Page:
Daffodil, the hog, therefore, joined our crew in the barn at the farm that Aaron Ray rents.  Thankfully, I thought no more about her after that, because, well...I don't "do" pigs.  That is, until a cold, wintry night after Thanksgiving, when Daffodil went into labor and was having trouble.  It was my evening off (of course) when Aaron Ray called me, concerned, and asked that I rush down the mountain and see to Daffodil.  Now, Daffodil did not understand that I was trying to help her - she bit and butted and generally embodied all the reasons why obstetrical work in a hog is difficult.  That night, I was convinced that Daffodil was not only decidedly not a gift, but rather, a chore.  Unfortunately (or fortunately, I'm not sure), Daffodil's babies did not make it, and Daffodil's career as a mother came to an abrupt end.  As a matter of fact...


She became supper.

As you can see by the expression on my face, I happily thought the ordeal with the pigs was over.  Clearly, the "pig plan of 2010" was a fiasco...right?  Well, as it turns out, my resourceful husband had other ideas.  He proceeded to gain possession of another hog...who birthed nine babies, unassisted, last week.  Unfortunately, she has very little interest in five of her babies...and therefore....


Aaron Ray has become a proud mama of seven.

"Just one minute!", you might be thinking to yourself.  "Didn't she just say FIVE baby pigs?"  Oh yes, my friends, I did.  But this only accounts for the "new life" in the basement (where I can still hear them squealing, by the way).  There are two altogether different babies upstairs, in the den...whom I can hear bleating and tapping their little hooved feet all over my clean floors as Aaron Ray attempts to corral them and feed them their supper....

video

Meet Tweedle Dee and Tweedle Dum.  At least they're not sheep.  

Now, you also may be thinking to yourself, "Come on, Michelle.  Don't they pull at your little maternal heartstrings, just a little?  Aren't they CUTE!?"  And to that I say...no...because, invariably some (or all) of them will get sick, and then I will become the family doctor.  To Aaron Ray's credit, he has asked for no help in these endeavors yet (mostly I think because he's not sure if he's in the dog house about all these farm animals being the house or not...and to be honest, I'm not sure yet either - although I definitely wish we had a barn right about now), and has attempted all veterinary work on his own before asking me for any help (or medications).  I appreciate this, but time will tell how it all pans out.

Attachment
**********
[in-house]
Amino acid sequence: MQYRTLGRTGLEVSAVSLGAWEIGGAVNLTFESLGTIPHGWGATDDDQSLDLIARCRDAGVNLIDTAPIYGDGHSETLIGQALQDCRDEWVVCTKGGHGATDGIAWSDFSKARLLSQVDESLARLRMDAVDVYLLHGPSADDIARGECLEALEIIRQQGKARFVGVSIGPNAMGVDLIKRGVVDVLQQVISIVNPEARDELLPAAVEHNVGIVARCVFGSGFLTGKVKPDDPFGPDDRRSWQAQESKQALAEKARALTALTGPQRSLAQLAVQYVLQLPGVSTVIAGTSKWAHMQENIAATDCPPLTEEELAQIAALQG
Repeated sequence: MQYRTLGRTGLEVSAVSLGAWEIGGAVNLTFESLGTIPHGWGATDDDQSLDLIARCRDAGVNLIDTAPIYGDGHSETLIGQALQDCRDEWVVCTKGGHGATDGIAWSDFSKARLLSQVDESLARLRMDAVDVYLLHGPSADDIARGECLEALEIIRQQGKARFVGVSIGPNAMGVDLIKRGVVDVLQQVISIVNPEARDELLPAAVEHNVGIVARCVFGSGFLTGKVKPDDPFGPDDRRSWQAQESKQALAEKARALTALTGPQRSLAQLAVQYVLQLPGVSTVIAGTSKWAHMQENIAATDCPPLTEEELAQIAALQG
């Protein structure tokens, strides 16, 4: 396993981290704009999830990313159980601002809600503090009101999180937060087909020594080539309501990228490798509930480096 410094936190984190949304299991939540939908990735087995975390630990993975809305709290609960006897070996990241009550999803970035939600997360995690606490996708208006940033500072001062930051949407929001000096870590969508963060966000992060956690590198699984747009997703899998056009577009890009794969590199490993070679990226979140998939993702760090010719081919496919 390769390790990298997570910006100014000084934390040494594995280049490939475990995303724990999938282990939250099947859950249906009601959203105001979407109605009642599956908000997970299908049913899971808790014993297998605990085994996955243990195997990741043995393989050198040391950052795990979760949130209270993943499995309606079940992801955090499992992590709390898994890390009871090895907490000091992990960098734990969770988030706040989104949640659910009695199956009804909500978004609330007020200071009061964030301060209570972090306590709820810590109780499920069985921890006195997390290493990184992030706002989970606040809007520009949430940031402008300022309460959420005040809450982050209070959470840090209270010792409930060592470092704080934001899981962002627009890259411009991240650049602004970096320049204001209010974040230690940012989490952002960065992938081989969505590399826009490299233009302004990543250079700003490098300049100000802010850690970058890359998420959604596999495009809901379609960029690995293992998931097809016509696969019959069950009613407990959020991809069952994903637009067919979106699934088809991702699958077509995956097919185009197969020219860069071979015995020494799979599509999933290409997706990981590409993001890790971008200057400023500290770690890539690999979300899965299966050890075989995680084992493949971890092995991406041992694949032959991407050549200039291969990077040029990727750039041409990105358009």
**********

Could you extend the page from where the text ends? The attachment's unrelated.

Thursday, March 3, 2011

"I'm going to the VET!"


This week began with much of the same business that last week ended with - hysterical clients with miraculous upturns along with some heartbreaking losses.  Living the life of a country doctor can be a roller coaster sometimes...and as my boss likes to remind us, also seems to require a psychology degree more often than not (and maybe the ability to prescribe Valium to people).

Working with Dr. Nash Williams (known to virtually everyone as just plain Nash) these past nine months has been as much of an education as all 4 years of my veterinary schooling was - I've learned to do more than I ever thought I would, and how to recognize diseases that I never thought I'd see (hello, distemper, anyone?).  He's also shown me how to begin enjoying my job, the people I work with and see on a daily basis and how not take things all too seriously.  For instance, I was looking at an x-ray of a puppy that had been shot the other day when Nash walked up behind me and said, "Pretty little bullet.  .22, I think." and then just kept on walking.  Only a country vet who'd been practicing for more than 35 years could manage that kind of nonchalance and then immediately go console a wailing client with a dog that had a non-resectable tumor of the liver.  I think it's going to take me many years to gain that kind of confidence in myself and my skills as a doctor.

One thing Nash has that I am so ready for, however, is the ability to command respect the moment he walks into an exam room or steps out of the vet truck.  I mean, I've begun having "Dr. Tompkins" embroidered on my scrub tops just so people can understand that I'm not some 18 year old high school intern running around the vet's office.  But still, there are some that recognize me in the grocery store or on the street, or better yet, exclaim to their dog/cat/cow (ok, probably not cow) - "Look, Fluffy!  Here comes your favorite vet!"  and I don't think I'll ever get tired of that. 

At any rate, I don't think I'll get philosophical about my job like this again until I've worked another 20 days straight.  I am literally counting down the hours until my weekend off.  I think I'll blow off a little steam by attending this event:


Yes, that's right.  The main article on the FRONT page is "Bigfoot hunt to be held" and if you want to join, you can meet in the Food Lion parking lot in Millers Creek.  I think it's just the entertainment I need on my day off.  See you then!